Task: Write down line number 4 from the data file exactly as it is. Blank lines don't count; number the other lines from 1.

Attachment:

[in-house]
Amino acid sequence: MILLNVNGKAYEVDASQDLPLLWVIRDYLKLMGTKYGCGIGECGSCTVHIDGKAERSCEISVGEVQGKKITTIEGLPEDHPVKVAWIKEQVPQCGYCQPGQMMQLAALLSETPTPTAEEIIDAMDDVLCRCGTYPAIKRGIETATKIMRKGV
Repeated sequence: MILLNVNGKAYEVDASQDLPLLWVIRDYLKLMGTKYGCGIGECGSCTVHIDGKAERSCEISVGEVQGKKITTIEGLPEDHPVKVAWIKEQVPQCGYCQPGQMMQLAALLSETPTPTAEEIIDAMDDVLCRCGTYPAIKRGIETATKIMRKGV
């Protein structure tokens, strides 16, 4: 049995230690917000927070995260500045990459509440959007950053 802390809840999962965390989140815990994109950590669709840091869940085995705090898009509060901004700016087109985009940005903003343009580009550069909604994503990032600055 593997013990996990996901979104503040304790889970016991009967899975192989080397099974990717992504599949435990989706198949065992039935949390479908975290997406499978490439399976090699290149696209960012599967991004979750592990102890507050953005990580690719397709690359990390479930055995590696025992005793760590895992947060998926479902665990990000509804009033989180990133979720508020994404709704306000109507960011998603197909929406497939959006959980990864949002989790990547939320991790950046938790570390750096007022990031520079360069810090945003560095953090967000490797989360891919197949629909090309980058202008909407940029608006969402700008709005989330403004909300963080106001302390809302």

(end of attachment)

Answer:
């Protein structure tokens, strides 16, 4: 049995230690917000927070995260500045990459509440959007950053 802390809840999962965390989140815990994109950590669709840091869940085995705090898009509060901004700016087109985009940005903003343009580009550069909604994503990032600055 593997013990996990996901979104503040304790889970016991009967899975192989080397099974990717992504599949435990989706198949065992039935949390479908975290997406499978490439399976090699290149696209960012599967991004979750592990102890507050953005990580690719397709690359990390479930055995590696025992005793760590895992947060998926479902665990990000509804009033989180990133979720508020994404709704306000109507960011998603197909929406497939959006959980990864949002989790990547939320991790950046938790570390750096007022990031520079360069810090945003560095953090967000490797989360891919197949629909090309980058202008909407940029608006969402700008709005989330403004909300963080106001302390809302």